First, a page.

One of the things that has stuck with me from my trip to Austria was that I picked up an appreciation for the art of Pieter Bruegel the Elder. He was a Dutch painter of the 16th century, and apparently, the first in the long line of well-known artists. Now, I'm not a connoisseur of art at all; in fact, I was distinctly unimpressed with a Rembrandt of the Apostle Paul that I was face-to-face with. But as a gift for my wife I picked up a set of laminated place mats by Bruegel, and I've been examining them in detail every day at breakfast since. Why they appeal to me is that they convey a sense of what the Middle Ages really looked like...in a sense, they're photographic history hundreds of years before photographs!
I was originally attracted to the set because of his depiction of The Tower of Babel; it's not at all like I imagined it, but it's interesting at least. But what really intrigued me as I studied it was that Bruegel does all of his paintings in the context of the 16th century that he was familiar with...therefore, we see Shakespearean-looking characters crawling around the Tower, and ships of the Dutch armada anchored within the shadow of it. At first I thought this was kind of crazy, but then the value of his method dawned on me...we can really see what the Middle Ages looked like! For instance, one of my favorites in the set we have is The Hunters in the Snow; the dogs look kind of funny, but other details are very intriguing. For instance, the trees are very realistic, and the ice-covered mill is extremely interesting in its design. Plus the two ponds that are frozen over, and the villagers activity on the pond, showed how Middle-Agers spent much of their winter time out-of-doors, lacking the comforts of central heat and television. Makes me realize how much we've given up for our modern comforts.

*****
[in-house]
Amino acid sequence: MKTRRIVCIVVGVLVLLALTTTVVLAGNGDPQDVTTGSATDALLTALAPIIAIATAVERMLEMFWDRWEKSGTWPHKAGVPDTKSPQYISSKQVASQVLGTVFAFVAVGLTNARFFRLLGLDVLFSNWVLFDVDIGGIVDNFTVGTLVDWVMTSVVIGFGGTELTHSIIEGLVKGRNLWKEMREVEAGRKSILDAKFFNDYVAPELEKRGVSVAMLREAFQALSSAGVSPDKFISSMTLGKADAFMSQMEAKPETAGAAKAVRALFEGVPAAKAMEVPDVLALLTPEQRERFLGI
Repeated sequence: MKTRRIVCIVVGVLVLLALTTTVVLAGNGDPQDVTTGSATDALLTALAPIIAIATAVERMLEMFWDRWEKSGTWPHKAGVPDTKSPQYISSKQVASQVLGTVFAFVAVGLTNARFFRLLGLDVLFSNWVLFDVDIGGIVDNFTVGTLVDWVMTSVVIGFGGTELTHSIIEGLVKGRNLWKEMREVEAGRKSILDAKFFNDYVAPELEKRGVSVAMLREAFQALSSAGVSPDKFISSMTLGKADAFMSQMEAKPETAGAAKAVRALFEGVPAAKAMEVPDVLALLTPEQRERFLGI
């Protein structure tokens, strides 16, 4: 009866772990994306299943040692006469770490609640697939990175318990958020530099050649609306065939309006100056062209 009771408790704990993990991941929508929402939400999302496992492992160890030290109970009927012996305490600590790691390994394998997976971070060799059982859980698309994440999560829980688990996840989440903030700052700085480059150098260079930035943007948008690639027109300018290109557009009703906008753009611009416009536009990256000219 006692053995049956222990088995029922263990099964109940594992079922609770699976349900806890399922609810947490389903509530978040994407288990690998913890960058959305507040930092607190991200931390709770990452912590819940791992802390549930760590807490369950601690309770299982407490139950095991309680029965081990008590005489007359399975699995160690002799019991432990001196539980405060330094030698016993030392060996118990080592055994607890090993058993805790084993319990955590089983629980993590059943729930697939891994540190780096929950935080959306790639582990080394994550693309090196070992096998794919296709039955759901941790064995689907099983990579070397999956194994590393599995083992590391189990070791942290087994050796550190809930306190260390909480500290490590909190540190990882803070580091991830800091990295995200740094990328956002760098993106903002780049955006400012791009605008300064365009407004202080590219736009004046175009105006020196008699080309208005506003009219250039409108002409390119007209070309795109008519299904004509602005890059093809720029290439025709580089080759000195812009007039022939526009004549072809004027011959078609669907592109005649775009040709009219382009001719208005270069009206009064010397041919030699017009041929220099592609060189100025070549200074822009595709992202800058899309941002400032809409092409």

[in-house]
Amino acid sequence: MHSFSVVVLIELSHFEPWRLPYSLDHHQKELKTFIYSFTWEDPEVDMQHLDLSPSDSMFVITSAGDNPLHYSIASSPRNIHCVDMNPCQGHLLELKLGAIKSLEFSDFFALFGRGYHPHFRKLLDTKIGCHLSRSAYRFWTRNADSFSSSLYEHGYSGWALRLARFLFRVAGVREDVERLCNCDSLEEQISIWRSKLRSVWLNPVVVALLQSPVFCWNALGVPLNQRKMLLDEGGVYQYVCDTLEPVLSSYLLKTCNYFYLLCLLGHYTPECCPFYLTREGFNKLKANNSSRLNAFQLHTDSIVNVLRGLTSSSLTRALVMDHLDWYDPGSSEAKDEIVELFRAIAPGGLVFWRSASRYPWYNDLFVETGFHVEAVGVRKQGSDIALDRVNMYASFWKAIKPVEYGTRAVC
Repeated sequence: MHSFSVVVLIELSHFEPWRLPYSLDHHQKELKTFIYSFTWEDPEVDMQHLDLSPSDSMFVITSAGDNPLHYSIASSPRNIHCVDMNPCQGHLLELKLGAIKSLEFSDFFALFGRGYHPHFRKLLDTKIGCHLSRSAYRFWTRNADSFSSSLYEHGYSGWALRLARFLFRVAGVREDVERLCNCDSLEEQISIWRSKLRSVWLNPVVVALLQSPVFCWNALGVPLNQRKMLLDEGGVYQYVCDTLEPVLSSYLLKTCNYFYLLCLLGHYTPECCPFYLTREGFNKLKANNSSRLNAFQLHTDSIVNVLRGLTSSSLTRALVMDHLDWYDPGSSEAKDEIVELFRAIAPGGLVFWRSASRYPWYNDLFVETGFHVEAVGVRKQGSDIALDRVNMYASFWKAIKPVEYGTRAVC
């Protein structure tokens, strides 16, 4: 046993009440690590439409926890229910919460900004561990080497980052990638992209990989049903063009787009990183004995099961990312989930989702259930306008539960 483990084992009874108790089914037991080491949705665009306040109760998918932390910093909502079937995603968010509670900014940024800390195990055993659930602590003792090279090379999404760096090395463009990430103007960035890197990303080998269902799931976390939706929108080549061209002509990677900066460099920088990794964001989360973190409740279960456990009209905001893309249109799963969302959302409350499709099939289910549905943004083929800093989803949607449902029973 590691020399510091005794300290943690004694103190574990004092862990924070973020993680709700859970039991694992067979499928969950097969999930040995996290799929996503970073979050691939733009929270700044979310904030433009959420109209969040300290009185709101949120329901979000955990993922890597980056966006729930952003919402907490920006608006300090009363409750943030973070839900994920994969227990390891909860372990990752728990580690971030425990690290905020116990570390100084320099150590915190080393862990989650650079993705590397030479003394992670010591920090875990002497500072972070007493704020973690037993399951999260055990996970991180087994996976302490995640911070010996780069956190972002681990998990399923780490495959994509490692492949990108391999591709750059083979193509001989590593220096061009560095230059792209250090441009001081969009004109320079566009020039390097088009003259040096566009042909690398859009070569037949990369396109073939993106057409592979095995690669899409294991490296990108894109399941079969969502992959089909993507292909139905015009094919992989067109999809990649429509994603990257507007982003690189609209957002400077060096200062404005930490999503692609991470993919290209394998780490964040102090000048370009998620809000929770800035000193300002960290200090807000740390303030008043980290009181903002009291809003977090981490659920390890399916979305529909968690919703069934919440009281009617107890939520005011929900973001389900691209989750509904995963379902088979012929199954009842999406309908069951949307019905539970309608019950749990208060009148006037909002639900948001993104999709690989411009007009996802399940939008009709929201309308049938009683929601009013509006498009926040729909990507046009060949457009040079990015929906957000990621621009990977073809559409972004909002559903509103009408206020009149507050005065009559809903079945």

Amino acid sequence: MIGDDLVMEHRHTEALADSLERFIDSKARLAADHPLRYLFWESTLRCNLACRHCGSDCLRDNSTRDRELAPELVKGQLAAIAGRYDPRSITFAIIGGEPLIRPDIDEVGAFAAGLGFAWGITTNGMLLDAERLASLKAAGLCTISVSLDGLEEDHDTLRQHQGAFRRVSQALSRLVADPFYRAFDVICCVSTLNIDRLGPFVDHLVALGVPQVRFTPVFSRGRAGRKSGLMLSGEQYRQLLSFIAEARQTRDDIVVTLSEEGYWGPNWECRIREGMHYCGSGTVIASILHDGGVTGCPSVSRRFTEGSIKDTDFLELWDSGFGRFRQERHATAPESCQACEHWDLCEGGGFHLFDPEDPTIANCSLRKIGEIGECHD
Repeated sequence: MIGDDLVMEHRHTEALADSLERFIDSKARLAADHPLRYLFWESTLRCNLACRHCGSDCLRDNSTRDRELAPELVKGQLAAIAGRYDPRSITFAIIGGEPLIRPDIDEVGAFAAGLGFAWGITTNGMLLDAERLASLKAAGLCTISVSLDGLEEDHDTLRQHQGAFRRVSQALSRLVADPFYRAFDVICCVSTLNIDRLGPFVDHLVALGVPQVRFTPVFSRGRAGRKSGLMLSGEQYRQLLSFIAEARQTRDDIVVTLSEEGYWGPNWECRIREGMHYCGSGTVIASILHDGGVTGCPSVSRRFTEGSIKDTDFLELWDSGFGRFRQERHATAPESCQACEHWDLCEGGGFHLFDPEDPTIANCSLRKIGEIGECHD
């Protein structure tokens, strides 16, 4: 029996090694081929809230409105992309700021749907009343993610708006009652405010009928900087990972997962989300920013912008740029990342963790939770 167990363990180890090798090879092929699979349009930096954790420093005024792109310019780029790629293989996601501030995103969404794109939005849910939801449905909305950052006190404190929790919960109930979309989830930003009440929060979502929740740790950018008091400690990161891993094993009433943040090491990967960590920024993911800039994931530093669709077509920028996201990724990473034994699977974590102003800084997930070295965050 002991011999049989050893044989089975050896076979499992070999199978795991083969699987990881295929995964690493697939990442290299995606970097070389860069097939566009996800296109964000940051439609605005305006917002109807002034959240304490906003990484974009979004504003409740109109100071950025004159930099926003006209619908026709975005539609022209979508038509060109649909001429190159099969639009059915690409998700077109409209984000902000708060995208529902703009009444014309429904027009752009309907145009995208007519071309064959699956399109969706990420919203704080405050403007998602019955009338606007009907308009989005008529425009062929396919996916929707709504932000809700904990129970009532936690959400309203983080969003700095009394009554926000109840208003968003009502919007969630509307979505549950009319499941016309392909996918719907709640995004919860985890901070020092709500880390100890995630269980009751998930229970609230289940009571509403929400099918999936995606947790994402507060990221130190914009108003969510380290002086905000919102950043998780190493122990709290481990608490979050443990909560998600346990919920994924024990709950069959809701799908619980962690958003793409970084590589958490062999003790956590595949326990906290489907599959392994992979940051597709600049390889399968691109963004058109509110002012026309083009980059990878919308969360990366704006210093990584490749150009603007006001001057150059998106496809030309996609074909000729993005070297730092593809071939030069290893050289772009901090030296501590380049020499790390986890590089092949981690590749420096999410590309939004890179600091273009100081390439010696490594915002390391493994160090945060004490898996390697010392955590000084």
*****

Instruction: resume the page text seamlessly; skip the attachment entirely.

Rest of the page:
Another of my favorites is Winter Landscape with a Bird Trap. Again, the authenticity of little details gives us confidence that this is really what the Middle Ages looked like. For instance, have you ever seen a trap like that? Me, neither. And next to the trap is a tree that has been topped and has had "sucker" branches shoot from the tall stump...artists who were making up scenery from random memory wouldn't include a tree like that, would they?! And again, the people out playing on the ice!
Another of my favorites in the set is The Battle Between Carnival and Lent. Our place mats aren't titled, so I try to guess what's going on in the pictures before I look them up on the web. This one, I couldn't figure out at all. Ok, there's a guy holding out a paddle with two fish and their are loaves at his feet, so something about Jesus is going on...but why is he squaring off against a guy with a pig on a stick? And who are the ghostly figures shrouded in white on the left side of the picture? But once you know the title of the picture, all makes sense...except wow, did they really do that back in those days? They must have, because Bruegel's paintings of the other village scenes are so realistic, why would he make up this crazy scene?
More of Pieter Bruegel's paintings are here and here. Take a while with each one...they grow on you, if you're a lover of history.
Sir Charles the Elder